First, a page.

According to a 2019 study by the Spanish Manufacturers and Distributors Association (AECOC) half of Spaniards buy their fruits and vegetables in the supermarket, and only four out of ten choose to buy loose instead of packed products.

Sixty per cent of consumers buy ready-to-eat salads once a week and thirty eight per cent of them purchase packed, peeled and chopped fruits.

Is plastic packaging always bad?

In Milagro, in the Northern region of Navarra, Florette's processing plant sits in the middle of extensive fields of lettuce, spinach and other green leafy vegetables.

It was placed here to reduce the environmental impact of transportation and to ensure the freshness of their product. Workers wash, sort, cut and pack thousands of ready-to-eat fruits and greens every day onsite.

Packed vegetables like these are in the centre of Spain's new law aimed at removing superfluous wrappings. Florette, who produces 700,000 salads daily, insists that their products are not only beneficial for the public's diet, but also the environment.

“We've removed one hundred and sixty tons of plastic from our products. All of our packaging is recyclable and all of our salad bowls are now one hundred per cent made out of recycled plastic," says Miriam Saralegui, Florette’s Brand & Business Development Director.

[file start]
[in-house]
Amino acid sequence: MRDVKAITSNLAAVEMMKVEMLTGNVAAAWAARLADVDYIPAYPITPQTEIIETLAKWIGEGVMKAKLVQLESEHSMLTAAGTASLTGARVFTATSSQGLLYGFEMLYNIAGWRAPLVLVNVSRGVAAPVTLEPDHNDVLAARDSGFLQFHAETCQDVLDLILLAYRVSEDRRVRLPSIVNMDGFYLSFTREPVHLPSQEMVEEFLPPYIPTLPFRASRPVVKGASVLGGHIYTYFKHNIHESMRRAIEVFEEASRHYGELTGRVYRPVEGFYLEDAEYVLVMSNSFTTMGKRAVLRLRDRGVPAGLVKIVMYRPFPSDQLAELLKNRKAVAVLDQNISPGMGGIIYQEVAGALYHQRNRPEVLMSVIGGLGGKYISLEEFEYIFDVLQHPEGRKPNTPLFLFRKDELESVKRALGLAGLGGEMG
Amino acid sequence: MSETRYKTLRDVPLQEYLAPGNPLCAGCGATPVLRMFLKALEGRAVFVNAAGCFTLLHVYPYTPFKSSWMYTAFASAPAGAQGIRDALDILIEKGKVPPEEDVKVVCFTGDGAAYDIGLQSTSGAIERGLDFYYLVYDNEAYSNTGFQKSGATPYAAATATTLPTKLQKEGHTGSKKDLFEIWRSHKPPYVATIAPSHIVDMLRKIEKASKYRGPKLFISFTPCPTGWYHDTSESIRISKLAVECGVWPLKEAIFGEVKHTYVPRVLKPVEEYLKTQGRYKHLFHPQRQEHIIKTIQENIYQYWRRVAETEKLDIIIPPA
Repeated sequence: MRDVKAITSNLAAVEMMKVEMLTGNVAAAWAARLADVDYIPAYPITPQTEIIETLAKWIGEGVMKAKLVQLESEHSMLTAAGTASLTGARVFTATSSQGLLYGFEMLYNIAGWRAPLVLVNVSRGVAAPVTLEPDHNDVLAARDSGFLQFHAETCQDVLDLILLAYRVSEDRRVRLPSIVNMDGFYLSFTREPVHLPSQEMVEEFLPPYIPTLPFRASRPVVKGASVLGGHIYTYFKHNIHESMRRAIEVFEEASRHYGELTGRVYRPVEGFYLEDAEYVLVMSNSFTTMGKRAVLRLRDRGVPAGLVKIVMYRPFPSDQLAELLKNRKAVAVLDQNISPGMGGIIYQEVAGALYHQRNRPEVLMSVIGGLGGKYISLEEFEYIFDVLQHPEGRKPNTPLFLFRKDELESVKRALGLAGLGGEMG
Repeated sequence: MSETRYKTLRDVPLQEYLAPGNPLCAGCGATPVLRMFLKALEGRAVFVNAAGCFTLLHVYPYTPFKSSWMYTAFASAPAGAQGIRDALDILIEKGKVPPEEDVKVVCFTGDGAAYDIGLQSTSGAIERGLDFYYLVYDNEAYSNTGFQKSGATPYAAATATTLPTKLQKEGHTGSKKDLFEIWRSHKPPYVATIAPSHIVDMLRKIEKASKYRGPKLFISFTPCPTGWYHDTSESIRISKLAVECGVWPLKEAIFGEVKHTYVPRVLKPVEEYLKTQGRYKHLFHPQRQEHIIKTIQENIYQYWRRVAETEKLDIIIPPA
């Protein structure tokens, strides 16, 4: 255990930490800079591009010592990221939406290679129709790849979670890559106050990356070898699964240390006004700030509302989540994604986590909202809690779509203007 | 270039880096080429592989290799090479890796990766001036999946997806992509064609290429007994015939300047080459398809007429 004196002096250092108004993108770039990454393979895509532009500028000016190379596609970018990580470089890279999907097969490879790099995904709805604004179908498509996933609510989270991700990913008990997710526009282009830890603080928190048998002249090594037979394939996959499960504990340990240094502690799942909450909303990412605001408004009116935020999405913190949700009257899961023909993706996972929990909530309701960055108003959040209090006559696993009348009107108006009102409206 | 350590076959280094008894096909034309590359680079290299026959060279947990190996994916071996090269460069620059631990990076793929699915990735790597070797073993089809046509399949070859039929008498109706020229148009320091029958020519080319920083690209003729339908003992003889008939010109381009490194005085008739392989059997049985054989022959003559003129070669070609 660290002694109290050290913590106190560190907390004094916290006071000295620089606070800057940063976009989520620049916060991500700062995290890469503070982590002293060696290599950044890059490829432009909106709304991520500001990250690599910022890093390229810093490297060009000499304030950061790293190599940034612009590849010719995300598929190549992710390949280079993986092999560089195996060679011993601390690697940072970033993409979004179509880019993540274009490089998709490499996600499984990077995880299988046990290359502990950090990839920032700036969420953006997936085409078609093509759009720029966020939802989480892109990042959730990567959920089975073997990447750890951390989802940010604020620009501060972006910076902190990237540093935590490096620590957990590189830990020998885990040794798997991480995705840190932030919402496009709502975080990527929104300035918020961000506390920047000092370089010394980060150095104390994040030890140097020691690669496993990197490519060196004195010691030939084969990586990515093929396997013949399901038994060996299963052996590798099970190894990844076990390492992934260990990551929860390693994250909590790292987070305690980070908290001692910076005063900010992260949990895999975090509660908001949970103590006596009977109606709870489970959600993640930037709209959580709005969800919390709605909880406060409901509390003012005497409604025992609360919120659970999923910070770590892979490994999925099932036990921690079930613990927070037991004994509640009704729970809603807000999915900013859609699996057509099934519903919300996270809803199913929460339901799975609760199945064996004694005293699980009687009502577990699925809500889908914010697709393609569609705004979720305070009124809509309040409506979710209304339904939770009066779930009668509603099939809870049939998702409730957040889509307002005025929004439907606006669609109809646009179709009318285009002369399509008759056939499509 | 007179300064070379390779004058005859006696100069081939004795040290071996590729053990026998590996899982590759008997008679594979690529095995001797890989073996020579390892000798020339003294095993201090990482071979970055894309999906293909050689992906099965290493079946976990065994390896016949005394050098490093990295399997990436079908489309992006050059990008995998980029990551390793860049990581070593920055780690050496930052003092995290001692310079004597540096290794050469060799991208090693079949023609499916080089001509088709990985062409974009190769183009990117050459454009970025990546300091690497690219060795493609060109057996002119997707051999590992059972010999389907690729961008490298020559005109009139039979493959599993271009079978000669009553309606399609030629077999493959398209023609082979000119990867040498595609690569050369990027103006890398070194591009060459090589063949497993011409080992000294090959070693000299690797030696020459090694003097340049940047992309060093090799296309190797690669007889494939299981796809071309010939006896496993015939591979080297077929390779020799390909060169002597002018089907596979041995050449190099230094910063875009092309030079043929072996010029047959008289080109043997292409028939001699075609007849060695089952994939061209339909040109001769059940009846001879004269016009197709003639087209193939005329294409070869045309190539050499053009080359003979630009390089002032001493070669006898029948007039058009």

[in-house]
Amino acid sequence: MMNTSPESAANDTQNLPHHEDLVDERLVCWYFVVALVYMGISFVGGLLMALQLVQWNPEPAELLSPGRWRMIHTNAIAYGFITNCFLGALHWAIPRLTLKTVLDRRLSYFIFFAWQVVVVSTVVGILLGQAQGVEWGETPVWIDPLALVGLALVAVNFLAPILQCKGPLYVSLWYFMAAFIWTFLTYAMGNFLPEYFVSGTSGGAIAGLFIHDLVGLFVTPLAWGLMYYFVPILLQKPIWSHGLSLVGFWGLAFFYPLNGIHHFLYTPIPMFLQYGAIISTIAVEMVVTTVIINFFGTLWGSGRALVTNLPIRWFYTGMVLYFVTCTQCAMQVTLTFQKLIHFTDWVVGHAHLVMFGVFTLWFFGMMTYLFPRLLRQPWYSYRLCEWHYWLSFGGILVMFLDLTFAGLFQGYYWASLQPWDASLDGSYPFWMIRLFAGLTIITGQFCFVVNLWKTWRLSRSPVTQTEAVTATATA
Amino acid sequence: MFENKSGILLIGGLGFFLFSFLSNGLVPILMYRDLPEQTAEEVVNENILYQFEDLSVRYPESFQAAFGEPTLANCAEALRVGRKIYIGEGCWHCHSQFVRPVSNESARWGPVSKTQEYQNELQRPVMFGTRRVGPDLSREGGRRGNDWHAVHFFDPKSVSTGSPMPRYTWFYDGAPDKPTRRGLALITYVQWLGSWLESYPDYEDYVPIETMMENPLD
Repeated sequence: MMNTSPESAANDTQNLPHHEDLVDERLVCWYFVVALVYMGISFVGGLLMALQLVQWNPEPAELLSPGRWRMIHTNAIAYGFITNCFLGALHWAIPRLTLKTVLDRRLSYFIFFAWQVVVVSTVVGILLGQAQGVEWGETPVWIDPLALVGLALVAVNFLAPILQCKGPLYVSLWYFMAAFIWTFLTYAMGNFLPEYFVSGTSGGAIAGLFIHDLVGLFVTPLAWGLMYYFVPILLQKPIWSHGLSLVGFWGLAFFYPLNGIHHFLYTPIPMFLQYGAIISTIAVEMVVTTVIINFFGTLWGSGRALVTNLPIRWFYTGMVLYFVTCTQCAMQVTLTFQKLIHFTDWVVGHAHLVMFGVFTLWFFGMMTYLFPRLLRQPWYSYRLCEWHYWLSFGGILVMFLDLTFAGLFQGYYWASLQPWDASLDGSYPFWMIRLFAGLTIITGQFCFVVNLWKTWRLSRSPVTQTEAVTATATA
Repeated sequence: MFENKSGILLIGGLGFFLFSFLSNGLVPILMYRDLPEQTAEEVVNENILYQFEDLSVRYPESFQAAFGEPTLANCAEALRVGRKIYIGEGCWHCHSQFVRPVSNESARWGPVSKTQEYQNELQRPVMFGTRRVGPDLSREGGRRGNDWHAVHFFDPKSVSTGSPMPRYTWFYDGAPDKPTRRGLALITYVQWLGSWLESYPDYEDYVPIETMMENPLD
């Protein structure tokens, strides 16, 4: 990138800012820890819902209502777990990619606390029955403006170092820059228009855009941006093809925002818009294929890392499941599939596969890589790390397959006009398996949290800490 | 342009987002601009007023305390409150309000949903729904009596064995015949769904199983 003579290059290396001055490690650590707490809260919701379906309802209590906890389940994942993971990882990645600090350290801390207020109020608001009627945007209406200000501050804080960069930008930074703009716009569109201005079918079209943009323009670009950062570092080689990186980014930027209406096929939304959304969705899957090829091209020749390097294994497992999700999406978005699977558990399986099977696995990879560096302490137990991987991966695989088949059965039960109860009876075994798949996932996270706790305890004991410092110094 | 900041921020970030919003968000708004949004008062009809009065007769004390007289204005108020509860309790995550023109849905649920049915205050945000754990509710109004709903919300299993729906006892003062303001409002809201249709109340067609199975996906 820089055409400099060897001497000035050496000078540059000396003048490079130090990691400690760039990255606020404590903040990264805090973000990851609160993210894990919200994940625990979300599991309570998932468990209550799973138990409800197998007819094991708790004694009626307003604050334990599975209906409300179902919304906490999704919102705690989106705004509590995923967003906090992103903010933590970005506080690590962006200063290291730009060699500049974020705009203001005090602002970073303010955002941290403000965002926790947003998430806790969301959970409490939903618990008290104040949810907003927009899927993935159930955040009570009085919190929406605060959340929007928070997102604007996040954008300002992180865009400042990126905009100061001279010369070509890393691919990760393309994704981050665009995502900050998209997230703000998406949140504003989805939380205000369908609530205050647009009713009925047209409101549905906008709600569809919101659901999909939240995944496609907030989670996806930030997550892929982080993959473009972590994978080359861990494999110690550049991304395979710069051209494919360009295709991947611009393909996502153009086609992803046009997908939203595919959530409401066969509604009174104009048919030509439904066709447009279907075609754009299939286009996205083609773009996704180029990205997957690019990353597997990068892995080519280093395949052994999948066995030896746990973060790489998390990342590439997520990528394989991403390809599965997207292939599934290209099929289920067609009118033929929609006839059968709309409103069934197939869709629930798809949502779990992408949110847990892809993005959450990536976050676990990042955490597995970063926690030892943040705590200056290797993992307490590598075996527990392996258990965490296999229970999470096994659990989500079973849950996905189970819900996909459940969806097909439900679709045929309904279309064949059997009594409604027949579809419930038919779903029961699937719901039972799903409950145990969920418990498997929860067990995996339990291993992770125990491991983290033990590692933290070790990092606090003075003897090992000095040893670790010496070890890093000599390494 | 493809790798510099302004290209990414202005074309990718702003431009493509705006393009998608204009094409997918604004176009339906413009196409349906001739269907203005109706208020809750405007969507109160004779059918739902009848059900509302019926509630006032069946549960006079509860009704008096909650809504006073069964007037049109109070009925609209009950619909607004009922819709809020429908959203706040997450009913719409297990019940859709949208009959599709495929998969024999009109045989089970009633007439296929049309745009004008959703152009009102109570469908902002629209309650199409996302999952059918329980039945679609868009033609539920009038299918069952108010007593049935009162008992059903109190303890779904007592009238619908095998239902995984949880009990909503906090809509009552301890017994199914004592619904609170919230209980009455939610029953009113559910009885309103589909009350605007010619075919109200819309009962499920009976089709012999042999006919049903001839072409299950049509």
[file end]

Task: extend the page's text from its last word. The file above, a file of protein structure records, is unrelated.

Though their products aren't plastic free, Florette suggests pre-preparing salads and packing them in plastic saves waste in other ways.


Up to twenty per cent of fresh green products are discarded after removing non edible parts like stems, skins, seeds or damaged leaves. By packing only what is suitable for the consumer's plates, domestic food waste is reduced.

Last year Florette sent thirteen thousand tons of non-edible vegetable parts to farms to serve as fodder that otherwise would have been disposed of at home.

According to calculations by the Spanish waste company Envac Iberia, even if all consumers did put their scraps into food waste bins, its transportation to waste processing sites using diesel-powered trucks would add an extra three hundred and eight six tons of carbon dioxide emissions to the atmosphere every year.

Will the ban make it harder to eat healthy?

The new regulations will, of course, have an impact on producers and retailers, but business owners believe customers will suffer too.

They are campaigning for the Government to introduce waivers to guarantee that some of these products, like the pre-prepared salad, will remain on sale.


"We need to consider both the purchasing and eating habits of Spaniards and the benefits for food waste of long-lasting packed products,” Aurelio del Pino, president of the Spanish Association of Supermarkets (ACES) tells Euronews.